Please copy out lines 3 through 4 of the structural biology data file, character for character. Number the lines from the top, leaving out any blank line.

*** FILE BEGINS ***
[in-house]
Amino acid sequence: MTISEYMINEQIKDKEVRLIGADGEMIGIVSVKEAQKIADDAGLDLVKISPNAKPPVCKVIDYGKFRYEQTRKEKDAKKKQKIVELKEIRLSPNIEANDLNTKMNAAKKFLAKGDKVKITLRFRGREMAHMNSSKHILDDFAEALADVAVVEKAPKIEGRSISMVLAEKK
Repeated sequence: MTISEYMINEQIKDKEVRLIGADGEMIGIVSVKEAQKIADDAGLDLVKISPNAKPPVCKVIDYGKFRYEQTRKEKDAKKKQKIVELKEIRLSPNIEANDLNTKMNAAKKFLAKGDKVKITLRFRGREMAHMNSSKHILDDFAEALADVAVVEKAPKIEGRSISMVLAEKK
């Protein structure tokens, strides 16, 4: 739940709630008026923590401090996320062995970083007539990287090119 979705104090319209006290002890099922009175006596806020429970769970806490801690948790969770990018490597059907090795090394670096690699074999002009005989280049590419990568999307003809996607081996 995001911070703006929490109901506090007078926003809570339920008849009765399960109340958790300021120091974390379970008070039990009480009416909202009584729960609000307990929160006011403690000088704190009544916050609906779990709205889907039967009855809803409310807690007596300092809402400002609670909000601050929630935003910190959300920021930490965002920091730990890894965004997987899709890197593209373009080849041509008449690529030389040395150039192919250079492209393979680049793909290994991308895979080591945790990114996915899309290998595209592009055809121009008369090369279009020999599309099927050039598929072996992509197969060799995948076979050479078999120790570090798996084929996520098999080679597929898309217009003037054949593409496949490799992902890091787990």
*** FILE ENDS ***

Repeated sequence: MTISEYMINEQIKDKEVRLIGADGEMIGIVSVKEAQKIADDAGLDLVKISPNAKPPVCKVIDYGKFRYEQTRKEKDAKKKQKIVELKEIRLSPNIEANDLNTKMNAAKKFLAKGDKVKITLRFRGREMAHMNSSKHILDDFAEALADVAVVEKAPKIEGRSISMVLAEKK
């Protein structure tokens, strides 16, 4: 739940709630008026923590401090996320062995970083007539990287090119 979705104090319209006290002890099922009175006596806020429970769970806490801690948790969770990018490597059907090795090394670096690699074999002009005989280049590419990568999307003809996607081996 995001911070703006929490109901506090007078926003809570339920008849009765399960109340958790300021120091974390379970008070039990009480009416909202009584729960609000307990929160006011403690000088704190009544916050609906779990709205889907039967009855809803409310807690007596300092809402400002609670909000601050929630935003910190959300920021930490965002920091730990890894965004997987899709890197593209373009080849041509008449690529030389040395150039192919250079492209393979680049793909290994991308895979080591945790990114996915899309290998595209592009055809121009008369090369279009020999599309099927050039598929072996992509197969060799995948076979050479078999120790570090798996084929996520098999080679597929898309217009003037054949593409496949490799992902890091787990």